Not that he was a brawler in the pool. Smith-Marsette says he was more of a “finesse” player and that he learned the value of outsmarting opponents. His go-to move? He’d take one stroke and… disappear. He’d “dolphin-dive” under water and pop up at a completely different spot in the pool.
It drove opponents mad.
After playing water polo all the way up to his freshman year of high school, Smith-Marsette transferred schools and started trying everything else. Basketball. Baseball. Track. Football. And with two memorable touchdowns one game his sophomore year — including a two-footed, toe-tapper in the back of the end zone — he realized football could be his future.
Nearby Rutgers was interested but Smith-Marsette wanted to get away from home. And since he had a much better feeling at Iowa than Minnesota, the choice was easy. He loved swapping the city for the cornfields, too. Smith-Marsette couldn’t believe how nice people in the Midwest were, how people were so quick to say “Good morning! How are you doing?” as he walked down the street. He could walk outside any time, too. In Newark, life was fast. Here, life was slow. The days, he says, just “feel longer” and he welcomed it all.
Exactly as he welcomed Kirk Ferentz’s famously disciplined program. He says Ferentz was essentially an extension of his high school coach who used to always say “the hay is never in the barn.”
Ferentz, the longest-tenured head coach in the nation, instills a borderline-manic attention to detail in all players.
“You see small stuff being done at Iowa that’s not done at other places,” Smith-Marsette says. “Everything is perfect. Feet behind the line. Hands behind the line when we’re sprinting in conditioning. When you’re working out, you work on literally the smallest stuff. I don’t want to give away the secrets.
“Everybody may say, ‘We do that.’ But it’s different.”
Once again, Smith-Marsette saw how the little things can add up. In the moment, players are wondering why an inch here or inch there even matters but taking such a hyper-nuanced approach to the sport absolutely molds a psyche over time. Smith-Marsette obviously wanted the ball more his four years at Iowa but his team also went 8-5, 9-4, 10-3 and 6-2 — so he says he genuinely loved winning above all else. When his number was called, he delivered. In the 2019 Holiday Bowl, he detonated for three touchdowns. Smith-Marsette rushed for a six-yard TD, returned a 98-yard TD and caught a 12-yard TD in a 49-24 knockout of USC.
All four years, he saw other receivers with his ability targeted far, far more often. Alabama’s offense has become so unbelievably receiver-friendly that four receivers on the same team are about to go first round in back-to-back years. Smith-Marsette can’t lie. Of course he sees a team like Alabama chuck it 40 times a game. Of course he sees receivers at inferior schools put up 1,000-yard, 10-touchdown seasons and part of him is a bit envious.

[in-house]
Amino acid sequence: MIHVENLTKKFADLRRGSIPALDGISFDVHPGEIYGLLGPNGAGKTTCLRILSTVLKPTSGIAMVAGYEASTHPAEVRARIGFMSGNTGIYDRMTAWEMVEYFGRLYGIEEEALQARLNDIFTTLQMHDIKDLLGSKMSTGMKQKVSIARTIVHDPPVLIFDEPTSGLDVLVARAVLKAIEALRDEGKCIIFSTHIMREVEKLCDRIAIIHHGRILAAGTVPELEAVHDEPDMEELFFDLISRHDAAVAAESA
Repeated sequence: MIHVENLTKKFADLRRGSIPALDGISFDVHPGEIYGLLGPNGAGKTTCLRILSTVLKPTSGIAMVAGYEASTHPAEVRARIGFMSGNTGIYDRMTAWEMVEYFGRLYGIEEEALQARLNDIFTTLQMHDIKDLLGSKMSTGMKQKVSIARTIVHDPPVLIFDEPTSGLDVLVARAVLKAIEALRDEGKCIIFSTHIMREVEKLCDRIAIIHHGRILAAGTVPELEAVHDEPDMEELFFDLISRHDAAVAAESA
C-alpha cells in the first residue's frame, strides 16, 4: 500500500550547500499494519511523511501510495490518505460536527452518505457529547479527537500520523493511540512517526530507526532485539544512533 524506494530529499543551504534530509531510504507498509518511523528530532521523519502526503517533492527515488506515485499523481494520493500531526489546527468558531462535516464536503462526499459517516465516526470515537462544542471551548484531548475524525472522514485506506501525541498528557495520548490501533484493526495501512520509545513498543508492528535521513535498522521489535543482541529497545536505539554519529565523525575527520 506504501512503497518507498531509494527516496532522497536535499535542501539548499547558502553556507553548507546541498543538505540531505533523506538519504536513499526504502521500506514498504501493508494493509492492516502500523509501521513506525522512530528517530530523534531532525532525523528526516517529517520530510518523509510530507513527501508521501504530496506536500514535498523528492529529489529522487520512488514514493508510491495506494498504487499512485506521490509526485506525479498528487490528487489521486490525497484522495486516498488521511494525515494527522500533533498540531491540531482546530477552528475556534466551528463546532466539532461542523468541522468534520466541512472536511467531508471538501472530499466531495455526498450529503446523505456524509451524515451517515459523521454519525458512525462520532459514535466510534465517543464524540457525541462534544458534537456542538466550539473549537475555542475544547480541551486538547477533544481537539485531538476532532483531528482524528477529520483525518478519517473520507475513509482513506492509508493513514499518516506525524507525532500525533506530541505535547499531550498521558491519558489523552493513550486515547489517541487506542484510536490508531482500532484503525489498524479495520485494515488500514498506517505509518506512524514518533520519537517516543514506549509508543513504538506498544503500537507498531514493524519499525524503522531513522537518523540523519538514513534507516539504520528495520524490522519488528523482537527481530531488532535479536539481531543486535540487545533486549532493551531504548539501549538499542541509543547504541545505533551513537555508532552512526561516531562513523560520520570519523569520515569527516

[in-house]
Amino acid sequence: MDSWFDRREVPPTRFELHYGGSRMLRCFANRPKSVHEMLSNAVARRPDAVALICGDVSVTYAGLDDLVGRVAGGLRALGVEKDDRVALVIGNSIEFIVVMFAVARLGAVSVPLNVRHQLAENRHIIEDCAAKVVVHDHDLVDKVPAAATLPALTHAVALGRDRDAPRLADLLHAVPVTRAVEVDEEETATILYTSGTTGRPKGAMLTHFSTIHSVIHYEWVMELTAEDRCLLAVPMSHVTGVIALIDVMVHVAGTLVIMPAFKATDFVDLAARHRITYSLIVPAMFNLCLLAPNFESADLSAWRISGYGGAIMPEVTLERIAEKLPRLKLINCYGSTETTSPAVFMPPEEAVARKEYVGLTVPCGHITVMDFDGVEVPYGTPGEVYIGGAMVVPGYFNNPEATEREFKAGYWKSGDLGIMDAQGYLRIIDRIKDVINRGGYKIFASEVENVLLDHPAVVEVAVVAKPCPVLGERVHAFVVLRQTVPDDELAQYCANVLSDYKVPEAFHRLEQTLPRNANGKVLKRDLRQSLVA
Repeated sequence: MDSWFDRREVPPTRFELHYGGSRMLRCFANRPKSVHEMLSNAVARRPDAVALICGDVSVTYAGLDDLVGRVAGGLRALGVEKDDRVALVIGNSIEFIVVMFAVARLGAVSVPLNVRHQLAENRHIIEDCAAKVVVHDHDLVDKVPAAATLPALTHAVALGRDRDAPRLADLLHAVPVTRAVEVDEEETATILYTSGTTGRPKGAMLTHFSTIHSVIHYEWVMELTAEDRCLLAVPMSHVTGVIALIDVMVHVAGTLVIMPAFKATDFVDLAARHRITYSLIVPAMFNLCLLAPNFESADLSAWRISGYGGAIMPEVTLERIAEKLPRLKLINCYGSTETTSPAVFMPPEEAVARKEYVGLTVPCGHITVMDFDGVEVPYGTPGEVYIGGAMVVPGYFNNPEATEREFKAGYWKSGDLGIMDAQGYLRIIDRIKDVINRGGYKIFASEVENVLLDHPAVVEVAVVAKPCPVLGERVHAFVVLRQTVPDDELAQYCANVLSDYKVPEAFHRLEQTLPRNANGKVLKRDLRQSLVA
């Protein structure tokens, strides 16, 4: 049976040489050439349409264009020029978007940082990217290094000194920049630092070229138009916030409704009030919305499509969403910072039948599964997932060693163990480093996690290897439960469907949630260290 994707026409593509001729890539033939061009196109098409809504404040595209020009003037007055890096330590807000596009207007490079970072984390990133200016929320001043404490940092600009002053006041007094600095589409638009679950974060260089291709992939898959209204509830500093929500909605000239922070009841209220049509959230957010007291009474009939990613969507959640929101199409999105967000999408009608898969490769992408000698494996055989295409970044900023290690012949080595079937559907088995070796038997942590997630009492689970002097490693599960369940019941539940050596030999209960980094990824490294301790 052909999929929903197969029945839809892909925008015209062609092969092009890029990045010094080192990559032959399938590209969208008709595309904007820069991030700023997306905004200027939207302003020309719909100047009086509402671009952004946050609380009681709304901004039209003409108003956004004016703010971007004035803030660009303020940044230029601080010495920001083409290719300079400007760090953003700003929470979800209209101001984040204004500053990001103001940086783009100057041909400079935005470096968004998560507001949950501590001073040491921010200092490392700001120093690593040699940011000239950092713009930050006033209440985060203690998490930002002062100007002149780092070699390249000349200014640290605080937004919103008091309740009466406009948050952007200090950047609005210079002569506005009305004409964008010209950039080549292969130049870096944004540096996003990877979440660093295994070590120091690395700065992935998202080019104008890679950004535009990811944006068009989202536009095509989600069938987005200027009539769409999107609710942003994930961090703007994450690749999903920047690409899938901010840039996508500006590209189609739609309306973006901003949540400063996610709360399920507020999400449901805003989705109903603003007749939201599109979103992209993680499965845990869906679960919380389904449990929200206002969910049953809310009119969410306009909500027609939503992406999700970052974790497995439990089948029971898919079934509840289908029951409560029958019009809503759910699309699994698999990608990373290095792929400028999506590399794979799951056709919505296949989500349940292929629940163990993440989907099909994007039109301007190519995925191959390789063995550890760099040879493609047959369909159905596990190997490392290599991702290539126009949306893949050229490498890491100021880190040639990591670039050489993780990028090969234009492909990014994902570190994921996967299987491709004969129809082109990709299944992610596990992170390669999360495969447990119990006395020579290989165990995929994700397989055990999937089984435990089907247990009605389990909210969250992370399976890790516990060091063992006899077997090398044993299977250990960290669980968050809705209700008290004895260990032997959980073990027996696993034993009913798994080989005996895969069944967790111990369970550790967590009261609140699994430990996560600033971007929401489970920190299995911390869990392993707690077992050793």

“I’m going to get frustrated when you turn on the TV,” Smith-Marsette says, “and you’re just as good as these guys going in the first round. Second round. They’re out there killing it. But when it’s time for me to play, I’m not thinking about those people. I’m thinking about if we’re going to get this win or not. I took those sacrifices — not getting the ball every so often — and, as long as we win, I’m cool about it. I’m not the type of person who goes out there looking to have the best game of my life. If it’s a W, not an L, that’s cool with me.
“I wanted to win. I’m not a loser, man. I’m trying to win games.”
The good news is, he certainly did more than enough to prove he’s different.
There’s a gear to Smith-Marsette’s game that frankly wasn’t utilized in an offense never known for its passing.
Here’s a quick exercise: Name the best quarterback and best wide receiver to ever come out of this Big Ten power. Ricky Stanzi? Brad Banks? Marvin McNutt? Tim Dwight? It’s remarkable how essentially no talent has been produced at the skill positions in Iowa City. Ferentz has done plenty right over his two decades as coach — the Hawkeyes crank out some of the best linemen the game’s seen with a tight end or two, as well.
It’s just either hard to convince elite speed and athleticism to play here and/or Ferentz struggles to identify such players. (For example, he somehow missed David Johnson in his own state.)
Yet even in a shortened 2020 season, Smith-Marsette’s talent bubbled to the surface. He cites Iowa’s 28-7 win over Wisconsin when he went off for 140 yards and two touchdowns on seven receptions. He dominated outside and inside.
That day, the Badgers’ defensive backs appeared to be moving in slow-motion.
Now, that kid popping up all over a swimming pool is confident he can burn any defender in any one-on-one situation. In Iowa, he explains, coaches don’t look to create mismatches. You’re in a “spot.” Your position is set. That’s why he cannot wait to be unleashed in a creative offense. Bubble screens. Underneath routes. Anything that’ll allow his Get to the End Zone mindset to take over.
Smith-Marsette reiterates once more that he is, hands down, one of the most versatile players in this draft.
Positions and roles are evolving and blurring in the NFL. He loves it.
His pitch to all teams is as direct as every highlight above.
“Get me the ball,” he says, “and you’ll get your reward.”